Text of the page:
by Kari Grenade, PhD, Regional Economist and Macroeconomic Advisor
In the context of Covid-19 and its aftermath, the Caribbean has to envisage a future that is, in many respects, fundamentally different from its past. It must, of necessity, do things differently and better to get different and better development results.
Indeed, a clarion call is being made by the Caribbean’s development community to “build forward better”. This call rightly recognises the imperative for systemic change on several fronts to ensure that the post-pandemic development paradigm is based on a solid foundation that is anchored in sustainability, resilience, inclusion, equality, and prosperity.
On the economic front, in particular, building forward better requires a new values-based, nature-positive economic model. One that inter alia; prioritises people over profits, favours fair competition over the consolidation of corporate power, promotes income and gender equalities, supports empowerment and prosperity of workers and people in general, and values and protects all assets, be they natural (environmental), social, cultural, heritage and others.
Circular principles and practices will have to be distinct features of the new values-based, nature-positive economic model. Indeed, a paradigm shift towards a Circular Economy is required. A Circular Economy “is one in which products and materials are recycled, repaired and reused rather than thrown away, and in which waste from one industrial process becomes a valued input into another” (Chatham House, 2019).
Essentially, reuse, reduce, and recycle are at the core of a Circular Economy, in contrast to the current linear extractive model of produce, consume and dispose, which is unsustainable. As such, a Circular Economy offers an alternative economic strategy for industrial development and job creation that is more durable.
A Circular Economy could deliver benefits such as: reducing stress on the environment; improving the constancy and security of the supply of raw materials; boosting economic diversification and competitiveness; increasing innovation and value-creation; providing new, decent, sustainable jobs; and fostering skills development.
The Circular Economy concept is not an abstract or theoretical one, certain circular principles already occur on small scales; for example, the services provided by cellphone repair/reconstruction technicians, or those offered by shoe repair men and women, or those recycling discarded electrical equipment (E-Waste).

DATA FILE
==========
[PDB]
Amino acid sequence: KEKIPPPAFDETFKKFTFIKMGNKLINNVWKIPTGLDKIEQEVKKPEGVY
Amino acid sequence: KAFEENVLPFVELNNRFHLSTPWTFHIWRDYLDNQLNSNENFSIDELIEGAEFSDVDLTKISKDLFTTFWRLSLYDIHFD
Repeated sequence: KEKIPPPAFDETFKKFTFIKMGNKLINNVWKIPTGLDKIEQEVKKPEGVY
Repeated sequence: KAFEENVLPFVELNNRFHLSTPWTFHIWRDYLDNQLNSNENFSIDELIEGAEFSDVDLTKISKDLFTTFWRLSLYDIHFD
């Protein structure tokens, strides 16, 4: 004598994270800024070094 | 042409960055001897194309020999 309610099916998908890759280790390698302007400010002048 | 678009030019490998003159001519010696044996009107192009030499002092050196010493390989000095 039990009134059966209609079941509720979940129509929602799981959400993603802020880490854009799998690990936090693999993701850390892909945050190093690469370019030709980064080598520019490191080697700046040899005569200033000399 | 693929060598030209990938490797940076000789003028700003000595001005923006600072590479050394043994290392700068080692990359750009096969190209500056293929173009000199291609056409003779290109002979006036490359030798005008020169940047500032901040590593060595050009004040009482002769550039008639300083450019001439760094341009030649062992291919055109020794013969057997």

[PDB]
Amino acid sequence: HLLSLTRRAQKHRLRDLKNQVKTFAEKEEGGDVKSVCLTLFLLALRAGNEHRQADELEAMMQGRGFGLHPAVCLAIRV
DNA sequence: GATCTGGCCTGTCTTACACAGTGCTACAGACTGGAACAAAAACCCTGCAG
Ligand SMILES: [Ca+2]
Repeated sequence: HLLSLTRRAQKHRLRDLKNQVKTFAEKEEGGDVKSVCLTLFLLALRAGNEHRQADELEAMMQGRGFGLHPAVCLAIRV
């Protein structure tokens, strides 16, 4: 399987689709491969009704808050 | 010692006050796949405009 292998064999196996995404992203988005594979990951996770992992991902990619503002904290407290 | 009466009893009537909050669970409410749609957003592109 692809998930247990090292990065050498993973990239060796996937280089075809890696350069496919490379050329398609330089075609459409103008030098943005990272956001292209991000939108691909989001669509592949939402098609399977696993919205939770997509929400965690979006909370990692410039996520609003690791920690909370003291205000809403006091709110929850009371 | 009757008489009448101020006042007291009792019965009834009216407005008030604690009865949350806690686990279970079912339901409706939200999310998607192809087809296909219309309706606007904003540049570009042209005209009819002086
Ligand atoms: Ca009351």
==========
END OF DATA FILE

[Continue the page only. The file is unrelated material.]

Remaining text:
As the region “builds forward better”, a comprehensive Circular Economy Strategy and Action Plan that is relevant for the Caribbean is needed; one that that will see the scaling-up of similar type activities as cited above as well as new circular business models and innovations in all productive sectors, especially Agricultural, Tourism, Manufacturing and Construction.
In the Agriculture sector, for example, circular approaches will be needed to promote resilient, climate-smart agriculture to better support food and nutrition security. For the Tourism sector, it will mean reorienting the entire tourism ecosystem to embed sustainability; from the conceptualisation and design of the physical properties to how marketing is done. Hotels and other tourists’ accommodations, sites and attractions will have to be built with resilient and sustainable features to improve the quality of the natural environment in which they are located and reduce the consumption of resources such as energy and water. Tourism will have to be marketed as a sustainable, values-based, nature-positive, life experience, not as a mere economic activity. The focus of tourism marketing will have to be shifted from consumption and depletion to value creation and optimisation. In the Manufacturing and Construction sectors, circular practices will mean reducing the use of materials and energy in production and recovering end products through reuse and recycling. And in so doing, reduce economic and environmental costs.
Reorienting Caribbean economies towards a values-based, nature-positive circular model will require systems-thinking, multi-sectoral approaches as well as mindset shifts, awareness-raising and consciousness building to engender behavioural and public policy changes. The right enabling conditions such as legislation, financing, recycling technology and specialised skills would also be crucially important.
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